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Monday, March 09, 2009

Metal sculptor produces fantasy bike

Staff Writer
Daytona Beach News-Journal

Ever dream of soaring down the highway on the back of a giant metal eagle? Or getting by with a little help from your dragon friends?

Key Largo metal sculptor Kim Brandell's motorcycle creations may help you do just that.

Brandell is exhibiting his unique metal creations, the Screaming Eagle and the Dragon bike during Bike Week at an Easy Riders magazine-sponsored space at the Iron Horse Saloon in Ormond Beach, at the Boardwalk Bike Show on Friday and at the Rat's Hole Bike Show at Daytona Lagoon.

A small crowd gathered as he unloaded his bikes from the trailer and at first impression, most onlookers assumed that the bikes were super-heavy.

Brandell's materials and technique — working with sheet copper and using a brazing rod and an oxygen-acetylene torch — gives the sculptures a massive, heavy-metal appearance, but they actually add only 75 pounds to the total weight of the bikes.

The Eagle bike is a three-piece copper sculpture that is overlaid onto a Harley-Davidson, which has 25,000 miles on it.

The attention to detail shows. Every metal feather overlaps, much as the real bird's feathers do.

"It takes a lot of money and time to build a custom bike," says Brandell, as he estimates in his head a cost of about $25,000 in materials and the amount of time spent to build each bike. Actual work time on the Eagle bike was six to seven weeks, and for the Dragon it was 12 weeks. But this work, which is his hobby, is stretched out over a period of two years, while Brandell continues his commercial work.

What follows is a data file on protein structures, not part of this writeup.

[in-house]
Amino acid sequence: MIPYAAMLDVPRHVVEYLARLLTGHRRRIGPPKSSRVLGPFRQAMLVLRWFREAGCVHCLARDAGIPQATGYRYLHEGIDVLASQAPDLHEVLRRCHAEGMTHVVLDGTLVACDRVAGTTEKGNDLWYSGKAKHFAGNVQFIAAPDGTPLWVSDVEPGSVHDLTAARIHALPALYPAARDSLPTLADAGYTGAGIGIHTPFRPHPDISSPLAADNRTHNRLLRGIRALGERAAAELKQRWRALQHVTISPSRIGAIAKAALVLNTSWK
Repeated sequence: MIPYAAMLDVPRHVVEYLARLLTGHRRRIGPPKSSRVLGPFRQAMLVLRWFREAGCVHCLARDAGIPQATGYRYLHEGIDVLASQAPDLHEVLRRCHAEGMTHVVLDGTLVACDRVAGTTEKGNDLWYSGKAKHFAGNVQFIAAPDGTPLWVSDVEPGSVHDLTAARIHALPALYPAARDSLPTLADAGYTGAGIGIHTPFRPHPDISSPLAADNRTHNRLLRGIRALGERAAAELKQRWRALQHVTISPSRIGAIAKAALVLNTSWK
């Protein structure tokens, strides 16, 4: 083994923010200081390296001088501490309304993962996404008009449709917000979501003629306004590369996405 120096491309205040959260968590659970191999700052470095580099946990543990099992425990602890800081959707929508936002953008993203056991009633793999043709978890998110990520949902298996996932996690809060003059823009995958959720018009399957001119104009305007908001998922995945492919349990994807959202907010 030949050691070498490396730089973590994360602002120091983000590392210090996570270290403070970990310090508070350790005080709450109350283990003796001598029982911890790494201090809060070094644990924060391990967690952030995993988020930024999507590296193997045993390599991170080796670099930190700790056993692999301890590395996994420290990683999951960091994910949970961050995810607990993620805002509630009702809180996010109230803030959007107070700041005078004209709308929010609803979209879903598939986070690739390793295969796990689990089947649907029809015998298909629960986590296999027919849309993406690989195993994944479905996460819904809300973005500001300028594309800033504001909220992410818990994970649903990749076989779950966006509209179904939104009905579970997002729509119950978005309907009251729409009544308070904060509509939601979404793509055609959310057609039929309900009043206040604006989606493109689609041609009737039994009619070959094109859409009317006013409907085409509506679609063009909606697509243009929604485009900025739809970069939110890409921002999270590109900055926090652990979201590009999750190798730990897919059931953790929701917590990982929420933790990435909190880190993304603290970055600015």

The Dragon bike is a functional sculpture. This three-piece metal work is mounted on top of a built-from-the-ground-up custom bike. With a main body resembling the textured, scaly skin of a dragon, several other dragons hold directional signals, speedometer and brake lights. One dragon that sits towards the back of the bike, tail wrapped around the license plate, watches Brandell's back as well as giving the "middle-finger salute" to other traffic following too close.

"I see the dragons as my psychological protectors. I feel I'm getting by with a little help from my dragon friends," said Brandell.

Brandell starts his works with a rough pencil sketch. Then he draws shapes and uses these as templates to cut the sheet copper. As he prepares to cut, he allows extra surface area, because the metal will have to wrap and bend to create a three-dimensional shape. "I think in 3D," says Brandell as he explains his process.

A few years ago, Brandell approached Easy Riders magazine with photos of his motorcycle works and Melissa Penland, principal of Action Promotions Inc., got him started exhibiting his custom creations at bike trade shows.

Brandell started his sculpture career 34 years ago. He began creating copper sculptures in his garage and exhibited his creations at outdoor arts and crafts shows in the eastern United States. After about 10 years, he was commissioned to do his first commercial project at The Mayfair Hotel and Shops in Coconut Grove. He made 18-copper elevator doors, 50 copper herons and 200 copper light sconces throughout the project. Most of his career since has been work for hotels, casinos, restaurants and high-end private residences, and he says he has produced metal sculptures for Donald Trump and Gloria Estefan.

Brandell built his first customized bike while still a senior in high school. It was a 1961 Panhead with silver fox fur mounted on the gas tank and fenders. But he did not build another bike until 2002 and that was the "Iguana Bike," which was featured on the official 2002 Bike Week poster.

And while he continues his metal sculpture work for clients, Brandell says his business is leaning toward the customized bike market.

Here's the link to the News-Journal site for story and more pics.
Here’s the link for the video.

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